The alternative to living this life of hate and resentment isn’t hard. Like almost everything else in life, it’s a choice. It’s a simple choice to reject the notion that your life can somehow improve when someone else’s life gets worse. It’s a choice to lift up rather than put down. It’s a choice to build up rather than tear apart. It’s a choice to make others feel big, not small. It’s a choice to give more than you take. It’s a choice to light candles instead of blowing them out. And it’s a choice to start forgiving others for everything. For until we stop giving other people control over our lives, we are not in a position to lead the lives of anyone. It’s no more complicated than that.

So, make the right, better choice. Light a candle instead.

And win. 

PS. It’s apparently also a choice to stop watching NetFlix originals.

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Image credit: Ben Lambert |

Make Others Big

Pass More Than You Shoot

Pass more than you shoot. Phillip Kane's andwin blog.
Photo credit: Markus Spiske |

Tuesday, August 3, 2021

This week, I saw a nice post about the late Kobe Bryant which made a great case for missing a lot of shots. See, Kobe, still to this day, holds the NBA lifetime record for most missed shots with just shy of 15,000; the point being that if you’re missing a lot, you’re not avoiding failure and so you continue to throw the thing up there. In terms of sheer tries, though, Kobe is third to Kareem Abdul-Jabbar who made just over 28,000 field-goal attempts during his 20 seasons in the league. I’m all for trying and failing and coming back for more; it’s an important lesson to teach and learn. But in a sport where you’re one of five on a team, if you are leading the league in trying, there might be another way to look at it too.

I most often look at life in terms of what a person is doing to make the lives of those around them better. So, I looked at assists. That’s the stat that records the last guy to touch the ball before the guy who scores touches it. I like to think of it as the person who facilitated the successful basket, who made the score possible. I looked where Kobe ended up on that list: 31st – not even in the top 25.

Rather, the all-time NBA assist leaders are John Stockton, Jason Kidd and Steve Nash. What’s also interesting about these three is that they all went on to coach others after playing in the NBA. After racking up the top 3 spots in making the lives of other players better, these 3 cats went on to help other teams get better. It’s not surprising to me. Improving the lives of other people isn’t something people do, it’s a part of who they are.

And that’s the point for the week.

True, caring leaders do not view themselves as the center of their universe. Their first waking thought on any day is never about how or what they can do to make themselves bigger. These leaders have a singular purpose in life: to help other people. It is from that starting point that everything else follows. Decisions that involve a tradeoff between doing something for others or failing to do so are never even considered; because for these leaders, the base supposition is that the reason for doing anything is to make life better for other people. They know that as a leader you will win more often when you pass more than you shoot.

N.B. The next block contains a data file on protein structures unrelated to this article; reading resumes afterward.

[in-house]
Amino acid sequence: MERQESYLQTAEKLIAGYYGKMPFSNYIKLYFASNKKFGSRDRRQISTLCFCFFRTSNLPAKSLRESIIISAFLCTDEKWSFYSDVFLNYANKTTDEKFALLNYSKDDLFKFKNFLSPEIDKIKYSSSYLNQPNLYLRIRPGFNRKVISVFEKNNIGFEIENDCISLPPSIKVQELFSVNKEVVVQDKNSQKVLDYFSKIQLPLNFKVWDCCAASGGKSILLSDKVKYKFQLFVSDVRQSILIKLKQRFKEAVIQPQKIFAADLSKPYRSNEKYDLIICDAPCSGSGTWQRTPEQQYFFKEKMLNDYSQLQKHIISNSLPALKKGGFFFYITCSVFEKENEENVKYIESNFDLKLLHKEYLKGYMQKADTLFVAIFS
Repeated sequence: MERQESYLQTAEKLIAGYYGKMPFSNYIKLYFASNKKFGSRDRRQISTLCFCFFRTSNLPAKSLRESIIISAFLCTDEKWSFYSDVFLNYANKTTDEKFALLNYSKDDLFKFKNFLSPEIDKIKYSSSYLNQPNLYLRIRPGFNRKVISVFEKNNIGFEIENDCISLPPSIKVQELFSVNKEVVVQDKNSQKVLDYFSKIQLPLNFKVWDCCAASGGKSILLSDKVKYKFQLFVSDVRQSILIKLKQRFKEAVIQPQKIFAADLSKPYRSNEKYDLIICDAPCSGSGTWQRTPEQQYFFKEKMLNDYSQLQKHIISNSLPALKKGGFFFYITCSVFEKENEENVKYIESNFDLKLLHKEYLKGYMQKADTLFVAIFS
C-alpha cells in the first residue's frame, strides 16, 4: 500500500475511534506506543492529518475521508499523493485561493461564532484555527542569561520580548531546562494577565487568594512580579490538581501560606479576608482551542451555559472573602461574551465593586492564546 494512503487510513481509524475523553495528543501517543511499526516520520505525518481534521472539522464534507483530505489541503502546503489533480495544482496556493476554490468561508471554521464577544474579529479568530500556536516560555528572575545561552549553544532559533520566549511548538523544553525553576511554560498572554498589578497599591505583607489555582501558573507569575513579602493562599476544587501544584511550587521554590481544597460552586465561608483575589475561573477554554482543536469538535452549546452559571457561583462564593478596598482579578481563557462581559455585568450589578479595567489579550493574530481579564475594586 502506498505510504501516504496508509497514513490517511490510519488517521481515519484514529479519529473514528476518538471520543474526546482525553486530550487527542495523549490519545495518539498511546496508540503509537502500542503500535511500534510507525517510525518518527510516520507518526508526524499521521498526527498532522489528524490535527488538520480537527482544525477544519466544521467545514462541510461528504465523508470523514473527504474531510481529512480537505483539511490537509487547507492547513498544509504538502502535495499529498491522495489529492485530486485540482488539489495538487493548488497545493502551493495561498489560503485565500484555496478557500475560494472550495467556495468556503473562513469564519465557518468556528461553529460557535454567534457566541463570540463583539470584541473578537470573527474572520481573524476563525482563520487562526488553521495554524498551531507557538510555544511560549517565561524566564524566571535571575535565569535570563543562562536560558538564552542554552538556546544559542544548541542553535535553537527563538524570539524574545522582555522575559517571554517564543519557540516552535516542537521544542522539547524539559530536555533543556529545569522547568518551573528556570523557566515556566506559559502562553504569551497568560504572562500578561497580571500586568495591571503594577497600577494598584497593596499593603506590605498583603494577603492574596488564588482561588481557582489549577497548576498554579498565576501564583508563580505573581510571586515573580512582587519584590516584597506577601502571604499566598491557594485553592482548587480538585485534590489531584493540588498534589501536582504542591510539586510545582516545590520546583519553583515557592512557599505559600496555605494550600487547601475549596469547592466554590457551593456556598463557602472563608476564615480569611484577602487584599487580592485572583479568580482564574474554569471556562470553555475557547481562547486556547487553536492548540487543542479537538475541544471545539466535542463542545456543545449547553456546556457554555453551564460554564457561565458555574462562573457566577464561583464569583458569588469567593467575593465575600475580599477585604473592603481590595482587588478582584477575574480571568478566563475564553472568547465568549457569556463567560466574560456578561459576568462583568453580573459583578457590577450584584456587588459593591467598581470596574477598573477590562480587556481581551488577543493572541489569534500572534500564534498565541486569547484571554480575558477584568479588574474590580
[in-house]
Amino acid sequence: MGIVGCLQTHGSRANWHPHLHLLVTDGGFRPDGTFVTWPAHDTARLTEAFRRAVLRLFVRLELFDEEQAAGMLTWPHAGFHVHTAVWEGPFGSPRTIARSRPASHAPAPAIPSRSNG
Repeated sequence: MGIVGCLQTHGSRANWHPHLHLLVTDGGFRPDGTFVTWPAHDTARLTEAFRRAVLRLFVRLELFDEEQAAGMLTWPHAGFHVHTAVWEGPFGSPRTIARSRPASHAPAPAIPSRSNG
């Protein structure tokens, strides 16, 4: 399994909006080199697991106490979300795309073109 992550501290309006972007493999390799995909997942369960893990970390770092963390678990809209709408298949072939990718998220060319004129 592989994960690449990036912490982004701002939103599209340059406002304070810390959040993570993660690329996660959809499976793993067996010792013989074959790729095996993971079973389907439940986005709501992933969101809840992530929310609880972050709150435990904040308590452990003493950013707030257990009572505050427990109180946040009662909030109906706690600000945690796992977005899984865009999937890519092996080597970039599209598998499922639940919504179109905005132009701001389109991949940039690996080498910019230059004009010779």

Because they approach life this way, they create not only better plans, but plans others are quickly apt to get behind. As a result, these leaders win more often. They do so almost for one singular reason. Because others trust them. They trust them to always act in their best interest and to do the right thing by them. Those they have the privilege to lead dream the same dreams they dream, care about the same things they care about, fight for the same things they fight for, and up to and including following them into a burning building, will do almost anything for them. Because they know if the roles were reversed, the person that’s leading them would do exactly the same thing in return.

These relationships aren’t bought. They aren’t demanded. They don’t come with a title. They are the earned over time by people who have no hesitation whatsoever in telling anyone who will listen that they genuinely love those whose care has been entrusted to them.

And while great individual fame often accrues from putting points on the board and while much attention can be attracted by tossing up the rock more times than anyone else, leadership is still a team sport, one that is best mastered by those who make it about others, whose first interest is for making others really, really big, and who pass the ball way more than they shoot it.

So, make it about others. Pass more than you shoot.

And win.